Rittners School Of Floral Design
In Boston Presents....
Way Out Christmas Design
Usually we think traditionally when it comes to Christmas. You know, people love standard Christmas Centerpieces, Boxwood
Trees, and so forth. But once in a while it is fun to apply more cutting edge design technique to holiday designing.
In this design we explore contemporary themes applied to Christmas floral art. We are going to take the concept of
the boxwood tree and turn it completely upside down!!!
Note that we are doing this in a number of ways. First of all the design is not in the traditional conical shape.
We have deliberately made it rounded. Secondly we have elevated it. It is on top of a tower of glass balls. And finally, the approach
to the decorations is rather wild.
This is a rather large design. The glass base itself is at least several feet tall.
Is this design for everyone? I don't think so. It is ideal for the person who is adventurous and who
enjoys a different kind of look in his/her Christmas floral art. Study if for a while though. If you are
conservative in your floral art tastes, the look actually may grow on you after a while!!
What You Will Need
Large Glass Container
1 block of foam
12 Gauge Decorative Wire
28 Gauge Decorative Wire
Lots of Glass Ball Ornaments
We start this design
with some of our glassware. Usually we think of filling a container such as
this with stems of flowers in a water base. However many contemporary floral designers have also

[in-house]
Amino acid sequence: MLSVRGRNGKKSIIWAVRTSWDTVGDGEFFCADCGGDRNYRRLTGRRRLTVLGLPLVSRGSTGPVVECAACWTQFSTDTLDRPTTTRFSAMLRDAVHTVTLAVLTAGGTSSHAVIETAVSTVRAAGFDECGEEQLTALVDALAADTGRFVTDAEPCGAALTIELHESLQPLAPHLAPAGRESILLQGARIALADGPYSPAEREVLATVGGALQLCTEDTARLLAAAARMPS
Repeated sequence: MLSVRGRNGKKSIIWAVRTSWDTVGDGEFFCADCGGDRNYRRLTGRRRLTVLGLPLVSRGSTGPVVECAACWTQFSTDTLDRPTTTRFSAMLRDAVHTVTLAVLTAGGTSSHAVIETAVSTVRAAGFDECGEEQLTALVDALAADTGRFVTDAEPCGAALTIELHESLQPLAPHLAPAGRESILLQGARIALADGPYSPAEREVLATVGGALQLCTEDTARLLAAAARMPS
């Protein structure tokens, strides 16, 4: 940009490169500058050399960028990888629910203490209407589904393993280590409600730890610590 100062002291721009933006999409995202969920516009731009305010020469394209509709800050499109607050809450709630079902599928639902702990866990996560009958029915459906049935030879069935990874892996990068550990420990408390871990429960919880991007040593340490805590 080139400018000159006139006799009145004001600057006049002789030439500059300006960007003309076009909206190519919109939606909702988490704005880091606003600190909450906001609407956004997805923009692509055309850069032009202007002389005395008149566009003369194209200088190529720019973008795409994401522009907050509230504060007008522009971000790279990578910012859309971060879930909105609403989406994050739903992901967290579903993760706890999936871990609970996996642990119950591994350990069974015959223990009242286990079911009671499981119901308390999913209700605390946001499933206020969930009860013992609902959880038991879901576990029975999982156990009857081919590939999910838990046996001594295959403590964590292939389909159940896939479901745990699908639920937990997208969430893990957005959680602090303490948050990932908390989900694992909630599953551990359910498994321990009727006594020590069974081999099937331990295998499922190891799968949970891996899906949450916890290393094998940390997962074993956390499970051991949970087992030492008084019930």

been filling these bases with fruit such as cranberries, apples, lemons, etc, and designing
on top and/or in the glassware.
In this case, we are definitely staying within the holiday theme, filling
the base with glass ornamental balls.
Glass mm balls are commonly associated with the Christmas season. They are also bright and cheerful!
We are deliberately mixing the colors, using the standard red, green silver, and gold (and the occasional
Please note that we could fill the entire vase with just one color such as gold, or silver.
Alternatively we could use nontraditional colors, for small glass balls come in a variety of colors and finishes.
In this composition we stayed with 25 mm glass balls through the design. Keep in mind that you can also play
with a variety of different sized ornaments. The larger the glass balls, the quicker and easier you will fill your
vase. A mixture of large and small glass balls will create even more visual interest.
Other alternatives would be to fill the vase with candy canes or hard candy, small toys, etc.
In the design presented here with the glass balls,
we could fill the base with water as well, though we chose not to do so.
A container is secured on top
of the glassware. (Cute trick, eh?) The foam is completely covered with boxwood. The boxwood is carefully
shaped into a roundish/squarish shape as shown in the illustration.
Time to decorate this boxwood section. We have many different options available.
Essentially you could decorate this design, in the same manner as any Christmas tree. So, if you like
to string popcorn, you can. If you prefer tinsel, you can go in that direction. If you wanted to place bows
on this design, you could. Or you could cover the top with a large number of flowers. You could place ornaments
on this piece, or small photos. Or perhaps a collection of small wooden or straw animals that could be hung on a Christmas tree would
be useful here as well.
We are, however, going to decorate this design in a rather unconventional manner. We start off with glass ornamental balls. Notice